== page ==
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MagicFinger: 3D Magnetic Fingerprints for Indoor Location.

Carrillo D, Moreno V, Úbeda B, Skarmeta AF - Sensors (Basel) (2015)

Bottom Line: The resulting system does not rely on any infrastructure devices and therefore is easy to manage and deploy.Experimental evaluations carried out in two different buildings confirm the satisfactory performance of indoor location based on magnetic field vectors.These evaluations provided an error of (11.34 m, 4.78 m) in the (x; y) components of the estimated positions in the first building where the experiments were carried out, with a standard deviation of (3.41 m, 4.68 m); and in the second building, an error of (4 m, 2.98 m) with a deviation of (2.64 m, 2.33 m).

View Article: PubMed Central - PubMed

Affiliation: Department of Information and Communications Engineering, University of Murcia, 30100 Murcia, Spain. daniel.carrillo2@um.es.

ABSTRACT
Given the indispensable role of mobile phones in everyday life, phone-centric sensing systems are ideal candidates for ubiquitous observation purposes. This paper presents a novel approach for mobile phone-centric observation applied to indoor location. The approach involves a location fingerprinting methodology that takes advantage of the presence of magnetic field anomalies inside buildings. Unlike existing work on the subject, which uses the intensity of magnetic field for fingerprinting, our approach uses all three components of the measured magnetic field vectors to improve accuracy. By using adequate soft computing techniques, it is possible to adequately balance the constraints of common solutions. The resulting system does not rely on any infrastructure devices and therefore is easy to manage and deploy. The proposed system consists of two phases: the offline phase and the online phase. In the offline phase, magnetic field measurements are taken throughout the building, and 3D maps are generated. Then, during the online phase, the user's location is estimated through the best estimator for each zone of the building. Experimental evaluations carried out in two different buildings confirm the satisfactory performance of indoor location based on magnetic field vectors. These evaluations provided an error of (11.34 m, 4.78 m) in the (x; y) components of the estimated positions in the first building where the experiments were carried out, with a standard deviation of (3.41 m, 4.68 m); and in the second building, an error of (4 m, 2.98 m) with a deviation of (2.64 m, 2.33 m).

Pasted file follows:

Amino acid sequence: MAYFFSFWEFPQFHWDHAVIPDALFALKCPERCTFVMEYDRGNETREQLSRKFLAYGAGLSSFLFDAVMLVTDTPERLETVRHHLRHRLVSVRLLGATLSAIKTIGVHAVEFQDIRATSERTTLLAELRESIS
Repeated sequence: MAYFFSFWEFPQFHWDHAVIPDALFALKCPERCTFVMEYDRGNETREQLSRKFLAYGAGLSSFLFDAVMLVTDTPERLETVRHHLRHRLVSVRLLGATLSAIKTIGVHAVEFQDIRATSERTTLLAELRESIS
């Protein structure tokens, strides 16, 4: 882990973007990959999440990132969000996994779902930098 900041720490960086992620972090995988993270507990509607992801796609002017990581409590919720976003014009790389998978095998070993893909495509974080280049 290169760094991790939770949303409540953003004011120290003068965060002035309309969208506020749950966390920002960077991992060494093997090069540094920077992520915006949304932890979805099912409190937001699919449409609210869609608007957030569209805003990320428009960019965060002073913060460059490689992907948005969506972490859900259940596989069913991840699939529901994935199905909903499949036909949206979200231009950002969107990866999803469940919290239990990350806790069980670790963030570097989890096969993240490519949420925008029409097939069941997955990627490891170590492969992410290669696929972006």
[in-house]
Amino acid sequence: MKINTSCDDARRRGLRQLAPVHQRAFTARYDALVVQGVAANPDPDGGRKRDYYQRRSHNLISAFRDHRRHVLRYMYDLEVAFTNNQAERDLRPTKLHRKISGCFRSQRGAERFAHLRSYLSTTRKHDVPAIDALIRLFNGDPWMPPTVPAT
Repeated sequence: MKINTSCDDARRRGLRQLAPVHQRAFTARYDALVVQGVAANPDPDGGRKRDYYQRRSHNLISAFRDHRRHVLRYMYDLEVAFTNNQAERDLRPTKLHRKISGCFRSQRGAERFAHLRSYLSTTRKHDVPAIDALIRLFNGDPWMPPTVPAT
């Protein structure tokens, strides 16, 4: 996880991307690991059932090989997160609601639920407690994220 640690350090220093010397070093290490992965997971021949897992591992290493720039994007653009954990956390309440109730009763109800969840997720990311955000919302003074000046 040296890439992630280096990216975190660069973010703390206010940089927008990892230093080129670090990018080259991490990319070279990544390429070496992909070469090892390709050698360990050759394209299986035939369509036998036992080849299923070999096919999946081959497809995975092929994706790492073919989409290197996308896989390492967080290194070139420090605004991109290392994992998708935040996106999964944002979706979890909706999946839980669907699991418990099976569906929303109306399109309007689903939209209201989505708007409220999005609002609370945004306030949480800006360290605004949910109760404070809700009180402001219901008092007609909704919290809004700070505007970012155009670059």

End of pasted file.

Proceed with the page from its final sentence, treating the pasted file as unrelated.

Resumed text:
No MeSH data available.


Related in: MedlinePlus

Distribution of the magnitude of the magnetic field along a corridor.
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f2-sensors-15-17168: Distribution of the magnitude of the magnetic field along a corridor.

Mentions: On this particular floor, several zones, such as a room with a large number of servers, computers, printers and lifts in different locations, are regarded as candidates for acting as magnetic field landmarks. Some of these locations are identified with dotted lines in Figure 1. The measurement system used to gather the data consists of an HTC One X phone equipped with a Hall-effect magnetometer, and the data acquisition frequency is 13 Hz. Samples are collected horizontally along a 50-m corridor by rotating a platform at each measurement point. The distance between each pair of measurement points is set to 150 cm. By analyzing the collected values for the magnetic field intensity (see Figure 2), a standard deviation of 7.6 μT and a difference of 55 μT between the maximum and the minimum of the magnetic field intensity is obtained. Therefore, we can assume that in a common building, such as a house, where the number of infrastructures installed would be lower, magnetic field variability alone would not be sufficient to achieve accurate position estimates.